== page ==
Auto bailout: Why the plan won't work

The move to save jobs and GM will likely do neither.

The Canadian auto sector ran off the road and over a cliff in the first quarter, dropping employment at vehicle assembly and parts plants to the lowest level since the early ’70s, when the Middle East oil embargo forced the industry to slam the brakes on production. The good news, if you can believe the political spin, is that at least 100,000 jobs will be saved thanks to the $13 billion (and counting) that’s coming out of Canadians’ pockets to try to save local operations of General Motors and Chrysler.

That number is ridiculous. “There are only about 100,000 manufacturing jobs in the Canadian automotive sector,” points out industry analyst Dennis DesRosiers, “and two-thirds of them are tied to Ford, Toyota and Honda.” When GM is done downsizing, DesRosiers says, it will employ maybe 4,400 hourly Canadian workers. “Those jobs were indeed vulnerable,” the analyst admits, but to claim that job numbers in the six-figure range are being rescued, as the Harper government is doing, “doesn’t pass the laugh test, even if you throw in Chrysler and all the suppliers and toolmakers.”

In May, Canadian vehicle sales were down on a year-over-year basis for the seventh month in a row. Car lots moved 154,000 units, up from 143,000 in April, putting the seasonally adjusted annual sales rate at about 1.45 million vehicles. Last year, total sales in this country were 1.6 million.

Canadian auto manufacturing is of course heavily tied to the United States, where the annualized selling rate hit 9.91 million units last month — which allowed most automakers to report their best month for 2009. But year-over-year numbers are still ugly. Japanese automakers posted worse results than GM’s 29% decline and Ford’s 24% drop. Toyota posted a 38% decline; sales at Nissan and Honda fell 33% and 39%, respectively. Chrysler sales were off 47%.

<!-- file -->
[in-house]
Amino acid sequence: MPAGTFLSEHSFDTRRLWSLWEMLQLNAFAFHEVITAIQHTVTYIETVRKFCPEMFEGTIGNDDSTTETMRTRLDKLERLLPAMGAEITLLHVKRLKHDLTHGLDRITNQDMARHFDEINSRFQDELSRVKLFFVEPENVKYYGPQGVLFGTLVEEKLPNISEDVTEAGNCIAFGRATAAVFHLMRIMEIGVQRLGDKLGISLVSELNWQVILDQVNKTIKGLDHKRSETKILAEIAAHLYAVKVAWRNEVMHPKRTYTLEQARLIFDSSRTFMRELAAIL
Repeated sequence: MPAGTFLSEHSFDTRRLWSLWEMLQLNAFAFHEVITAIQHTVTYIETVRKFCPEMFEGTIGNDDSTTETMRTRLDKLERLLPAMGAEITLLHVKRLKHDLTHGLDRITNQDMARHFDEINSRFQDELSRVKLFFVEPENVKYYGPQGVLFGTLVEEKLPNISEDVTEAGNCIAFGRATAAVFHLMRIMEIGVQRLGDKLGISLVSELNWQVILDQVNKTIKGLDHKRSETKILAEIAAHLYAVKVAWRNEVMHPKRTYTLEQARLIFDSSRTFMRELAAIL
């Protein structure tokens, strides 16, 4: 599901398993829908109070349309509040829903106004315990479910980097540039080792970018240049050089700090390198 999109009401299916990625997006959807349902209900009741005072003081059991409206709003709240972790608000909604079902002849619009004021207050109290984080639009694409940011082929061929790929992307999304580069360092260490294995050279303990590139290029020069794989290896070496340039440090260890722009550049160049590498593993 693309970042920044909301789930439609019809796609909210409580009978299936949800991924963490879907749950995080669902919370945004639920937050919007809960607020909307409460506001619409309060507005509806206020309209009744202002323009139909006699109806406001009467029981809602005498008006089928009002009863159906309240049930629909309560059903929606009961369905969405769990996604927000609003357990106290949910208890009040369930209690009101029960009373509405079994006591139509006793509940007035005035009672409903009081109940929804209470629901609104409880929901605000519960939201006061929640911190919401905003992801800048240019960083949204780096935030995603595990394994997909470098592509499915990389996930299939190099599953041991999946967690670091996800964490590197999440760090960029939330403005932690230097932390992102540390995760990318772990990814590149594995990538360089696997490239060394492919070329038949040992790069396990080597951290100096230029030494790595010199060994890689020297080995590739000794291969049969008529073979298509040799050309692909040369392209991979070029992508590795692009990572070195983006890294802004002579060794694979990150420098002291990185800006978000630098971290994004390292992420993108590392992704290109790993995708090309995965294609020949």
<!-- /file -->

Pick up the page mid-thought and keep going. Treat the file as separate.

Yet despite the stabilization of U.S. sales, not to mention the taxpayer-funded bailouts of GM and Chrysler, there is very little chance the Canadian sector will ever top its 157,130 peak employment in 2001 — when total North American sales of cars and light trucks were around 20 million. According to Statistics Canada, auto manufacturing jobs in this country crashed by about 20%, reaching 99,684 in the three-month period ending March 31. But the Q1 figures do not account for the recent downsizing of GM and Chrysler operations, so that number will go even lower. As well, the recently increased value of the loonie might already have wiped out most, if not all, of the cost savings GM and Chrysler gained from concessions made by the Canadian Auto Workers, when the troubled Detroit duo renegotiated contracts to try to make local operations more competitive.

Meanwhile, DesRosiers and other industry watchers say aggressive competition from solvent automakers, not to mention government involvement in product planning and plantlocation decisions, could seriously hinder attempts by GM and Chrysler to stabilize their operations. That would probably lead them back to the public trough — especially given the way private-sector lenders have been treated by Washington and Ottawa during the restructuring process. And every bailout dollar handed to these industry dogs hurts the stronger North American operations of offshore-based players while making it more likely that Ford will eventually hit a wall.

In short, relatively few Canadian jobs have been saved, and a lot more bailing may be required to keep the shrinking Big Three from running off the cliff again.